What should you know about debilitating lower back pain?

As a worker, your back health is crucial to your overall capabilities at your job. This goes for anyone regardless of what type of work you do. Whether you sit or stand, move or stay still, your back plays a crucial role in all of it.

Thus, debilitating lower back pain often causes more damage than you might suspect. Not only is it excruciating to deal with, but it can also cause you to take a lot of time off work. It can even put your job in jeopardy.

Chronic and acute back pain

The National Institute of Neurological Disorders and Stroke examines lower back pain in individuals. There are two types of back pain in general: chronic back pain and acute back pain. Acute back pain lasts anywhere from days to weeks. It often resolves on its own and sometimes has no residual loss of function as long as you perform appropriate self-care. This includes resting, applying ice or heat as directed by a doctor, and not straining the affected area.

Chronic back pain lasts 12 weeks or longer. It continues even after the underlying issue or initial injury have healed or otherwise undergone treatment. Despite the persistent pain, there is not always an underlying cause to treat. Sometimes, it can take a while to identify the cause, too. Sometimes, surgical or medical intervention is necessary in order to treat chronic back pain.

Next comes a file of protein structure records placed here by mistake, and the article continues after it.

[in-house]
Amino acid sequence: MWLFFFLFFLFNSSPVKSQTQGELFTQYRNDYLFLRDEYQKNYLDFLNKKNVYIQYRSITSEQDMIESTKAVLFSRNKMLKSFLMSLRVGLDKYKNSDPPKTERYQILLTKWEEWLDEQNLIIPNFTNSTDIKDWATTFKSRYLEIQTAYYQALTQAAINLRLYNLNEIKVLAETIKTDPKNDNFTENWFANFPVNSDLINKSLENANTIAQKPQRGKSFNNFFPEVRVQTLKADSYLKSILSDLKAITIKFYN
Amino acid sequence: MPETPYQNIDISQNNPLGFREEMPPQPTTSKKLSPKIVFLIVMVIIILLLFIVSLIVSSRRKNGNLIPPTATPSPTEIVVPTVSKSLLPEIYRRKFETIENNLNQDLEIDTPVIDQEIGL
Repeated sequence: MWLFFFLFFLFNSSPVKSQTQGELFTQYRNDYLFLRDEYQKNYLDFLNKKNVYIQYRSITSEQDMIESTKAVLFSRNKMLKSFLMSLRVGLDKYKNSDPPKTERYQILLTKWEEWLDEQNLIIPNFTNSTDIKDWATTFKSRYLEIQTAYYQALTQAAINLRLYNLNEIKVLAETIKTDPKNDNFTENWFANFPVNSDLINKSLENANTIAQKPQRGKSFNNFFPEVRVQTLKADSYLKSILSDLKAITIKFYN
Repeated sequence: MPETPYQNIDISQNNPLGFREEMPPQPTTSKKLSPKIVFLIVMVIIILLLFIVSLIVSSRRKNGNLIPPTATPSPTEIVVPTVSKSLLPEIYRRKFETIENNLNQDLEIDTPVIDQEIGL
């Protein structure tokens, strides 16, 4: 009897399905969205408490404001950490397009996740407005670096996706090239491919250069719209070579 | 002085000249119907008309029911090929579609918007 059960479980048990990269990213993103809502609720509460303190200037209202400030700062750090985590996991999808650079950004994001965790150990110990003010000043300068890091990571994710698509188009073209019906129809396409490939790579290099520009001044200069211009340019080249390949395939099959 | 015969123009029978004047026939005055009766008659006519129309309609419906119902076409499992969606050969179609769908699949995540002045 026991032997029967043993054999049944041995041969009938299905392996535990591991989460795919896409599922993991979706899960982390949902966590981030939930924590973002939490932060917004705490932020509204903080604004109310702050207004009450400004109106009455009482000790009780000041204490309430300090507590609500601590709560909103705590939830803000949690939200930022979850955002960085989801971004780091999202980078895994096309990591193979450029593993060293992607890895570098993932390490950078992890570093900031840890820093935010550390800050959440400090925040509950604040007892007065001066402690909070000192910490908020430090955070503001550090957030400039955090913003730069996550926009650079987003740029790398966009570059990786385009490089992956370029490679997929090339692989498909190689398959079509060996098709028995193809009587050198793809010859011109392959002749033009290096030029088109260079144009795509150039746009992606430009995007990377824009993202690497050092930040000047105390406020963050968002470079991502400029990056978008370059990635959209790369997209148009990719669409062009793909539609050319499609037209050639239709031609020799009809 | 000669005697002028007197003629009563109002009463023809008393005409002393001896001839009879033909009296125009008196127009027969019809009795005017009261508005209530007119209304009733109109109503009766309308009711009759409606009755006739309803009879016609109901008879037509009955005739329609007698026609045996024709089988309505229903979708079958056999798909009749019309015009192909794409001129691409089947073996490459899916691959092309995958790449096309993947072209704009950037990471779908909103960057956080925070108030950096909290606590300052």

Taking time off work to heal

Unfortunately, this can mean taking weeks or even months off of work as you go through procedures and periods of healing. This will put an enormous dent in your income and can even threaten your job stability. This is why many back pain sufferers in your position seek legal help. They can guide you through the healing process and ensure you have enough financial support to keep yourself afloat.

The available legal employment relief for chronic back pain includes:

  1. Workers’ compensation, if the back injury occurred on the job, or
  2. Social Security Disability if the pain keeps you from working, regardless of its cause, or
  3. The ADA (Americans with Disabilities Act), if you need accommodations at work for the pain.

We handle work comp and SSD claims but not ADA matters. We can make a referral to an outstanding employment law attorney if someone has an ADA matter.


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